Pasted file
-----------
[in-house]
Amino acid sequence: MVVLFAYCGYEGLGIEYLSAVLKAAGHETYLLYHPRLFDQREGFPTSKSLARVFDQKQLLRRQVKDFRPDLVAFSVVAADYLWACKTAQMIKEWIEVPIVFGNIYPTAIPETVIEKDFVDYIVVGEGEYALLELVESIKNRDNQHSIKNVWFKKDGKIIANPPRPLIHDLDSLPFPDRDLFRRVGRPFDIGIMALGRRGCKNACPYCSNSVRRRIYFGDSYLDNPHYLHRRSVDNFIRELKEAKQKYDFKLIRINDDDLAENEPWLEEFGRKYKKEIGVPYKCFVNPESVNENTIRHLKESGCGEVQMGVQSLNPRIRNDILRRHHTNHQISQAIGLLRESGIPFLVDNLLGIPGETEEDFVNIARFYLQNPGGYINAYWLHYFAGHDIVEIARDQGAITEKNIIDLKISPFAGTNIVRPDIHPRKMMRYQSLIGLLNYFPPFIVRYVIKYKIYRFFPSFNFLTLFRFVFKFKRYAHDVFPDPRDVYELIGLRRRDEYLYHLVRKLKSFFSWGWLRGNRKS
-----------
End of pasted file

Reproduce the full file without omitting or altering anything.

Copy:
[in-house]
Amino acid sequence: MVVLFAYCGYEGLGIEYLSAVLKAAGHETYLLYHPRLFDQREGFPTSKSLARVFDQKQLLRRQVKDFRPDLVAFSVVAADYLWACKTAQMIKEWIEVPIVFGNIYPTAIPETVIEKDFVDYIVVGEGEYALLELVESIKNRDNQHSIKNVWFKKDGKIIANPPRPLIHDLDSLPFPDRDLFRRVGRPFDIGIMALGRRGCKNACPYCSNSVRRRIYFGDSYLDNPHYLHRRSVDNFIRELKEAKQKYDFKLIRINDDDLAENEPWLEEFGRKYKKEIGVPYKCFVNPESVNENTIRHLKESGCGEVQMGVQSLNPRIRNDILRRHHTNHQISQAIGLLRESGIPFLVDNLLGIPGETEEDFVNIARFYLQNPGGYINAYWLHYFAGHDIVEIARDQGAITEKNIIDLKISPFAGTNIVRPDIHPRKMMRYQSLIGLLNYFPPFIVRYVIKYKIYRFFPSFNFLTLFRFVFKFKRYAHDVFPDPRDVYELIGLRRRDEYLYHLVRKLKSFFSWGWLRGNRKS